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Herman-Giddens ME, Smith JB, Mittal M, Carlson M, Butts JD. Newborns Killed or Left to Die by a Parent: A Population-Based Study. JAMA. 2003;289(11):1425–1429. doi:10.1001/jama.289.11.1425
Author Affiliations: North Carolina Child Advocacy Institute, Raleigh, and Department of Maternal and Child Health, University of North Carolina School of Public Health, Chapel Hill (Dr Herman-Giddens); Injury Prevention Research Center, University of North Carolina, Chapel Hill (Mr Smith); State Center for Health Statistics, Raleigh, NC (Dr Mittal); and Office of the Chief Medical Examiner, Chapel Hill, NC (Ms Carlson and Dr Butts).
Context Interest in the discarding or killing of newborns by parents has increased
due to wide news coverage and efforts by states to provide Safe Haven legislation
to combat the problem.
Objective To describe the characteristics of these cases in North Carolina.
Design, Setting, and Population Case series derived from data on all deaths among liveborn infants 0
to 4 days of age reported to the North Carolina medical examiner from 1985
Main Outcome Measures Incidence of newborns known to have been killed or discarded by a parent;
epidemiological characteristics of newborns and parents.
Results There were 34 newborns known to have been killed or discarded by a parent,
comprising 0.002% of all liveborn infants during the 16-year study period,
giving a rate of 2.1 per 100 000 per year. A total of 58.8% were male,
41.1% were white, and 52.9% were black. For 29 cases, the perpetrator was
determined to be the mother. Among mothers, 50% were single and 20.6% were
married (marital status of the remainder was unknown). Thirty-five percent
had had other children. Eight mothers (23.5%) were known to have received
some prenatal care. The mean age of the mothers was 19.1 years (range, 14-35
years) and more than half were aged 18 years or older. The most common causes
of death were asphyxiation/strangulation (41.1%) and drowning (26.5%).
Conclusions In North Carolina, at least 2.1 per 100 000 newborns are known
to be killed or left to die per year, usually by their mothers. It is unknown
how many of these deaths might be prevented by Safe Haven laws. Efforts to
educate the public about these laws need to target the general public. Where
resources are limited, the focus should be on on adolescent pregnancy prevention
programs, young adults, prenatal care clinics, and married women.
The risk of homicide on the first day of life (neonaticide) is 10 times
greater than the rate during any other time of life.1 Neonaticide
has been attributed to motives and circumstances associated with the mother's
perceived need to keep the pregnancy and birth unknown to her family and associates.2,3 Theories about the causes of this behavior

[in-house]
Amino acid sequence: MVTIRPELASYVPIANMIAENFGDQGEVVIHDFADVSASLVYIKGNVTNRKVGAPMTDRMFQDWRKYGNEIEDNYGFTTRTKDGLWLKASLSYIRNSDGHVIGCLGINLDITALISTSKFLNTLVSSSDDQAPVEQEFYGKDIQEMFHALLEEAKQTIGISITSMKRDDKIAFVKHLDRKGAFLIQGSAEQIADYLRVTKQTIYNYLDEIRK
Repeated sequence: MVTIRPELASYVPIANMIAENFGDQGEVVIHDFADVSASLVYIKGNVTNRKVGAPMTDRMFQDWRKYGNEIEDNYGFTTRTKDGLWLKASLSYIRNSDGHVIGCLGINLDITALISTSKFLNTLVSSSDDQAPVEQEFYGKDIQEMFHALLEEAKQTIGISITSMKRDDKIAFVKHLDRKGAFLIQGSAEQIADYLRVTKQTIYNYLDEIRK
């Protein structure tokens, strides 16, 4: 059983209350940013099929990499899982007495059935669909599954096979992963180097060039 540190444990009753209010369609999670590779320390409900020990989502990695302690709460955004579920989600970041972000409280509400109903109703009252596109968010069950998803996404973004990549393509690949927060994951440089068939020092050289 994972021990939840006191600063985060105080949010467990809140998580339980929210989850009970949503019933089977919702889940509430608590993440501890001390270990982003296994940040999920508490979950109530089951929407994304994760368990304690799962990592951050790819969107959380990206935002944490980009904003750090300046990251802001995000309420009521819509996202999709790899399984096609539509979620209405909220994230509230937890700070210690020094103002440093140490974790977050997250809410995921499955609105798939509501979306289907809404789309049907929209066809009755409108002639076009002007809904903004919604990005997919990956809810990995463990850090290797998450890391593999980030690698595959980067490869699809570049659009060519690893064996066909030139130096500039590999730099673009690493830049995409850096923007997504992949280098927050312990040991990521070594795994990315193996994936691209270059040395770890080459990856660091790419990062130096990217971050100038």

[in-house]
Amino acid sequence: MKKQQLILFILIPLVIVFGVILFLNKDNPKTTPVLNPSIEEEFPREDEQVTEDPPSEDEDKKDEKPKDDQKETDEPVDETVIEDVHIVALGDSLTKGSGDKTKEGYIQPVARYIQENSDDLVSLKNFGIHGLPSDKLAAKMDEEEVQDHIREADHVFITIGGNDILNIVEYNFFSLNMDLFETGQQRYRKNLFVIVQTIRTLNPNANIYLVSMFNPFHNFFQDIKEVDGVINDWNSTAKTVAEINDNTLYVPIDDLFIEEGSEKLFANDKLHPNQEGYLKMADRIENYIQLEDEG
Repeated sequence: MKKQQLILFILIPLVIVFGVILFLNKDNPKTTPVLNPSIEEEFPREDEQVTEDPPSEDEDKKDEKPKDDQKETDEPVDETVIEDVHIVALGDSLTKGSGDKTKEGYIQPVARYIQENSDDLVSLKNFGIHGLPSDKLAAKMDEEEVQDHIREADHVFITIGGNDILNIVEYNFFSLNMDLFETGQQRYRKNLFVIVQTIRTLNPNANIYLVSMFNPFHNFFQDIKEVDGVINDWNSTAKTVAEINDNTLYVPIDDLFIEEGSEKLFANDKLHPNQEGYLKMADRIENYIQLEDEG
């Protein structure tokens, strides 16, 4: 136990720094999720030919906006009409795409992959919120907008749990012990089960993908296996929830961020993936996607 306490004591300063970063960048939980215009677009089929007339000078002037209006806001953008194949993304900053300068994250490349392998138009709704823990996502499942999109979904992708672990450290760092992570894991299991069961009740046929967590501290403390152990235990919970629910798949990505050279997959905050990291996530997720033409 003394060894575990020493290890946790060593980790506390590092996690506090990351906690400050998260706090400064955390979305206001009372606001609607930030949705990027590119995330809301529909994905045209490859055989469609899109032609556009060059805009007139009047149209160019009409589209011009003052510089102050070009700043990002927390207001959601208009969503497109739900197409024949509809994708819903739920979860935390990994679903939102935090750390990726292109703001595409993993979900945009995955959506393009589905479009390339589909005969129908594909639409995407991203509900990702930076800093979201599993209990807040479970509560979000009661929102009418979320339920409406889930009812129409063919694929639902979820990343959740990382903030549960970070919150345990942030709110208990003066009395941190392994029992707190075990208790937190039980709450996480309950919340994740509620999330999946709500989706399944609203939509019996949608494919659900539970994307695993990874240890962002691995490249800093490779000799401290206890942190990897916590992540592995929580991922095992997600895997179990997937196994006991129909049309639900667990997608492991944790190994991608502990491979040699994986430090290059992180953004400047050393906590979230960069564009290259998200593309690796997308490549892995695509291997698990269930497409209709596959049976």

include shame about an unwanted or illegitimate infant and/or the obvious
sexual activity, mental illness,4 difficult
relationships with parents,2 immaturity,5 and a culture that promotes self-destructive impulses.6 The mother may deny to herself that she was pregnant,
and thus be surprised by the birth.5,7,8 Public
and professional conceptions of the situations involving these cases are often
based on the stereotype of the unwed adolescent girl, especially one who is
from a religious family or feels she cannot confide in her parents.2,9 As of 2002, 42 states have passed "Safe
Haven" or "Safe Surrender" laws to prevent neonaticide (William L. Pierce,
PhD, written communication, February 21, 2003).10 These
laws allow parents to anonymously transfer an unwanted newborn to certain
persons or authorities, such as hospitals, without being charged with infant
To estimate the incidence of newborn infants killed or discarded and
left to die, we investigated all deaths of newborns 0 to 4 days of age in
North Carolina and characterized the perpetrators and circumstances of these
deaths to inform Safe Haven policy.
We reviewed the case records of all deaths regardless of cause of all
liveborn infants 4 days of age or younger listed in the North Carolina Medical
Examiner (ME) database for the 16-year period from January 1, 1985, through
December 31, 2000.13 The ME case files include
the death certificate, the name of involved law enforcement officers, and
the ME's report, which contains details of the circumstances surrounding the
death, the autopsy, and any toxicology studies. The manner of death (homicide,
accident, natural, suicide, undetermined) was determined for each case by
the Office of the Chief Medical Examiner. The designation of a death as a
homicide depended on a determination made by the ME that the death was the
consequence of deliberate actions on the part of the perpetrator to cause
harm to the infant. Intent was inferred in most cases from scene and historical
information or, in some instances, from statements made to the authorities
by the perpetrator. It was assumed that the parent(s) of a newborn would know
that some level of immediate care and support to the infant was necessary
and that an apparent failure to provide that care to the infant constituted
a deliberate act, albeit of omission. In instances where there was serious
question in regard to whether or not the parent was able to appreciate the
need for such care because of mental impairment, homicide was not ruled. In
one instance not ruled a homicide, the infant had what would have been a rapidly
(if not immediately) lethal cardiac anomaly, so it was inconclusive that lack
of care or abandonment caused the death.
For liveborn infants, all homicide cases and cases determined by our
review to be deaths related to discarding of the newborn and committed or
likely to have been committed (from the circumstances) by a parent regardless
of manner were coded into the data set. Variables abstracted included the
victim's name, date of birth, age, sex, race, county of residence, and death;
date, time, circumstances, and location of death; and location of the body,
the manner of death, and the means of death (such as suffocation, stabbing,
or drowning). Medical examiner narratives were reviewed for perpetrator and
other pertinent information. When necessary, law enforcement officials were
contacted for additional perpetrator information. Homicide cases were further
reviewed to identify those where neither parent was noted as a perpetrator.
We supplemented ME data with data obtained from linked birth and death files
from the State Center for Health Statistics. Variables extracted from the